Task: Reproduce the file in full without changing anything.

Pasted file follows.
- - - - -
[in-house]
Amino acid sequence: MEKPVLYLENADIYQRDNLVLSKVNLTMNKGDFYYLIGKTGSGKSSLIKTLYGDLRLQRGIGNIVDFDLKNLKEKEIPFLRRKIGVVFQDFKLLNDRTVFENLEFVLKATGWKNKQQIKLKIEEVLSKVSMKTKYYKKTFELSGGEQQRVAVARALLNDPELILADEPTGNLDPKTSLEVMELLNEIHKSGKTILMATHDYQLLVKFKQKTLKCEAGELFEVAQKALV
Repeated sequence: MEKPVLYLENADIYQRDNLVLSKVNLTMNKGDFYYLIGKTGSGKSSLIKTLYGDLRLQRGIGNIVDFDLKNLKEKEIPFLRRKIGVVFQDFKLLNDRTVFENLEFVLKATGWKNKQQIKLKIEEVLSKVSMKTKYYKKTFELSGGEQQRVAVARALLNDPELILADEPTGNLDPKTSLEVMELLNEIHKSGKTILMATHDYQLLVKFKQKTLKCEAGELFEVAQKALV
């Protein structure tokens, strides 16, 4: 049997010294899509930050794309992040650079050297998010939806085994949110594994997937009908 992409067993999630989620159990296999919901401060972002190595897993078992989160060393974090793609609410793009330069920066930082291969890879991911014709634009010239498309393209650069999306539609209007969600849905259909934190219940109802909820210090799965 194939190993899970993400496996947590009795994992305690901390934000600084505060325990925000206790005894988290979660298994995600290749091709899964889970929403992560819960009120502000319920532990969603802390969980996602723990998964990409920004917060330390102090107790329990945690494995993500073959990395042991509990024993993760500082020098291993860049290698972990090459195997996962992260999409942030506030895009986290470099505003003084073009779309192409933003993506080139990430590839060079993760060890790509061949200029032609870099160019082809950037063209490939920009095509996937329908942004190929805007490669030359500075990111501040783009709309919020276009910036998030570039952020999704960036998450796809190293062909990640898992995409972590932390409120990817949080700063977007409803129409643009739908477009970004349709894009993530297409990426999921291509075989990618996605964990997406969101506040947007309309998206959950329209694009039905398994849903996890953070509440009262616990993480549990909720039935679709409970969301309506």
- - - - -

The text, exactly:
[in-house]
Amino acid sequence: MEKPVLYLENADIYQRDNLVLSKVNLTMNKGDFYYLIGKTGSGKSSLIKTLYGDLRLQRGIGNIVDFDLKNLKEKEIPFLRRKIGVVFQDFKLLNDRTVFENLEFVLKATGWKNKQQIKLKIEEVLSKVSMKTKYYKKTFELSGGEQQRVAVARALLNDPELILADEPTGNLDPKTSLEVMELLNEIHKSGKTILMATHDYQLLVKFKQKTLKCEAGELFEVAQKALV
Repeated sequence: MEKPVLYLENADIYQRDNLVLSKVNLTMNKGDFYYLIGKTGSGKSSLIKTLYGDLRLQRGIGNIVDFDLKNLKEKEIPFLRRKIGVVFQDFKLLNDRTVFENLEFVLKATGWKNKQQIKLKIEEVLSKVSMKTKYYKKTFELSGGEQQRVAVARALLNDPELILADEPTGNLDPKTSLEVMELLNEIHKSGKTILMATHDYQLLVKFKQKTLKCEAGELFEVAQKALV
């Protein structure tokens, strides 16, 4: 049997010294899509930050794309992040650079050297998010939806085994949110594994997937009908 992409067993999630989620159990296999919901401060972002190595897993078992989160060393974090793609609410793009330069920066930082291969890879991911014709634009010239498309393209650069999306539609209007969600849905259909934190219940109802909820210090799965 194939190993899970993400496996947590009795994992305690901390934000600084505060325990925000206790005894988290979660298994995600290749091709899964889970929403992560819960009120502000319920532990969603802390969980996602723990998964990409920004917060330390102090107790329990945690494995993500073959990395042991509990024993993760500082020098291993860049290698972990090459195997996962992260999409942030506030895009986290470099505003003084073009779309192409933003993506080139990430590839060079993760060890790509061949200029032609870099160019082809950037063209490939920009095509996937329908942004190929805007490669030359500075990111501040783009709309919020276009910036998030570039952020999704960036998450796809190293062909990640898992995409972590932390409120990817949080700063977007409803129409643009739908477009970004349709894009993530297409990426999921291509075989990618996605964990997406969101506040947007309309998206959950329209694009039905398994849903996890953070509440009262616990993480549990909720039935679709409970969301309506």